His story is a testament to his resiliency, and his knack for quick pins should make him a force at the next level.
“It’s just amazing how far he has come,” DiSanto said. “Mike is kind of quiet and I learned that if you leave him alone and give him the space he needs to mentally prepare himself, he can get in the zone and be unstoppable.”
Coach of the year: Bill Swertfager, John Jay — Some thought that it would be another year before the Indians, who were loaded with sophomores and juniors, would be able to surpass Suffern for the top spot in Section 1. But Swertfager developed his young talent quickly, as John Jay captured the Section 1 Dual Meet title and its first Division 1 (large school) sectional championship since 2010. There’s a reason he’s considered the Godfather of Section 1 wrestling.
The rest of The Journal News Westchester/Putnam wrestling all-stars:
First-team: Garrett Semenetz, Jr., Mahopac
Second-team: Mikey Bruno, So., Putnam Valley
Honorable mention: Len Balducci, 8th, Pleasantville
First-team: Justin Lopez, Sr., Yonkers
Second-team: Brandon DiDomenico, Jr., Lakeland/Panas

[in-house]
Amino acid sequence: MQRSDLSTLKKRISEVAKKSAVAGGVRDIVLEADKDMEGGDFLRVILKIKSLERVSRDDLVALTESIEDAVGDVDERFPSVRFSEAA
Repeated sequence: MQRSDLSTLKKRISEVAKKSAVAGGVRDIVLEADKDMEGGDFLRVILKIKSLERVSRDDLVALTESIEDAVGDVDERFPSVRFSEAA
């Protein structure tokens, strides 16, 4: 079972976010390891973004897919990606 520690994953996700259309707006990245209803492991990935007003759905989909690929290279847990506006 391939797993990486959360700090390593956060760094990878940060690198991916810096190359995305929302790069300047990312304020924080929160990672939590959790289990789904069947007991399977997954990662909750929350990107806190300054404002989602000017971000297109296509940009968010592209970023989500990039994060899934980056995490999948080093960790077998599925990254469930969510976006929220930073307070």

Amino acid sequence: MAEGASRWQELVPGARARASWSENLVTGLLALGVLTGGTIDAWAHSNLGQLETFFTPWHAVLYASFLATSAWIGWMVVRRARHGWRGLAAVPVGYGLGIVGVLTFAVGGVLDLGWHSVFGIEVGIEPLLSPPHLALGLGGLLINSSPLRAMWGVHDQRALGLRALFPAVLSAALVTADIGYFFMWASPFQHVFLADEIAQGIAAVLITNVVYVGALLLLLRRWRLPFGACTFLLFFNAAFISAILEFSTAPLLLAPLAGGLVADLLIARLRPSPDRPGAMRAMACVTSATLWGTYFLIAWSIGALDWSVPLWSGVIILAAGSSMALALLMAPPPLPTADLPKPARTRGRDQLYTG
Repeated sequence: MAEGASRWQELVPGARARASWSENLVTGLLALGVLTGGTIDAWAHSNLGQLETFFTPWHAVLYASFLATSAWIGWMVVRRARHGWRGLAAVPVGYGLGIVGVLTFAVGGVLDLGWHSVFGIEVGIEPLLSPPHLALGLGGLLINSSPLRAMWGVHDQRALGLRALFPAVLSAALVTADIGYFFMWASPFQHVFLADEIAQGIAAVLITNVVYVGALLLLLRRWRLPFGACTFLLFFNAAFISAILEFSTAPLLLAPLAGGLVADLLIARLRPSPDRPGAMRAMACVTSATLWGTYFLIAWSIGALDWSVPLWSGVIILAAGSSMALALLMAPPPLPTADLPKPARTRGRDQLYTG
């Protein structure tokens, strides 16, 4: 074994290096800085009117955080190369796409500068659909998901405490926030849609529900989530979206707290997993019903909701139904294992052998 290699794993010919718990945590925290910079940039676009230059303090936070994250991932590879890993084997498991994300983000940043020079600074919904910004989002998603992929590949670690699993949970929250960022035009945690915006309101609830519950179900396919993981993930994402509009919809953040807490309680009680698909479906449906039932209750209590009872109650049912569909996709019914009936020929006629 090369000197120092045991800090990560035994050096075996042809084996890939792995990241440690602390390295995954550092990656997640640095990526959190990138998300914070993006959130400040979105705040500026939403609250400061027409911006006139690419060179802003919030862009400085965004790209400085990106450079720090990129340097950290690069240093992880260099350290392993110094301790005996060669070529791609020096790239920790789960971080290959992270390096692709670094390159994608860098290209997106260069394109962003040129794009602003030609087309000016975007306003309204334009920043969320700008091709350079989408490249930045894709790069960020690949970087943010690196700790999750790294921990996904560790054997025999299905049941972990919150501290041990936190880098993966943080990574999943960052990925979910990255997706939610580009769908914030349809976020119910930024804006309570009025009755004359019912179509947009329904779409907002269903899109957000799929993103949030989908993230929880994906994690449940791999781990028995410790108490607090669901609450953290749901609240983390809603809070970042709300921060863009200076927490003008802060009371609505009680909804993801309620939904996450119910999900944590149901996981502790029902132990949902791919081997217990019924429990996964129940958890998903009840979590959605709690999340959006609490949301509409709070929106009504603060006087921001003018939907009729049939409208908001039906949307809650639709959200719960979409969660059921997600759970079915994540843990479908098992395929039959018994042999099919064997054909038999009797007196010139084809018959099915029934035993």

First-team: Michael DaBramo, Sr., Scarsdale
Second-team: Kyle Sams, So., Putnam Valley
Honorable mention: Luca Errico, Fr., Byram Hills
First-team: Satoshi Abe, Jr., Putnam Valley
Second-team: Moises Tera, Jr., New Rochelle
Honorable mention: Andrei Nesbit, Sr., Horace Greeley; Mason Sundheim, Sr., Port Chester
First-team: Jake Shore, Sr., New Rochelle
Second-team: Noah Kelvas, Sr., Putnam Valley
Honorable mention: Louie Cree, Jr., John Jay; Mike Muldoon, Jr., Mahopac
First-team: Kevin Knox, Sr., Carmel
Second-team: Jared Eliopoulos, Jr., Putnam Valley
Honorable mention: Kyle Aslanian, Sr., Edgemont; Ray Cotto, Jr., John Jay; Josh Rauch, Jr., Fox Lane
First-team: Matt Grippi, So., Fox Lane
Second-team: Ahken Chu, Sr., Carmel
First-team: Conor Melbourne, Jr., John Jay
Second-team: Aaron Wolk, Fr., Horace Greeley
Honorable mention: Sumner Kataka, Sr., Woodlands
First-team: Grant Cuomo, So., Brewster
Second-team: Jordan Wallace, Jr., New Rochelle
First-team: Adam Santoro, Sr., Fordham Prep (Valhalla resident)
Second-team: Jake Logan, Fr., New Rochelle
Honorable mention: Sebastian Burbano, Sr., Hen Hud; Lou Quintanilla, Sr., Pleasantville
First-team: Nunzio Crowley, Sr., Eastchester
Second-team: Cliffton Wang, Jr., Edgemont
Honorable mention: Elijah Ngbokoli, Sr., Hackley
First-team: Alex Melikian, Sr., Lakeland/Panas
Second-team: Evan Frank, Jr., John Jay
Honorable mention: Jordan Artope, Sr., Hen Hud; Josh Grant, Sr., Yorktown
First-team: Mike DiNardo, Sr., Mahopac
Second-team: Stephen Nadler, Jr., Horace Greeley
Honorable mention: Derek Estrella, Sr., Sleepy Hollow
First-team: Jon Clune, Sr., Fox Lane
Second-team: Halil Gecaj, So., John Jay
Honorable mention: Khaled Dassan, Sr., Yonkers
First-team: Mike Larm, Sr., Brewster
Second-team: Bim Gecaj, Jr., John Jay
Honorable mention: Ethan Raff, Sr., Scarsdale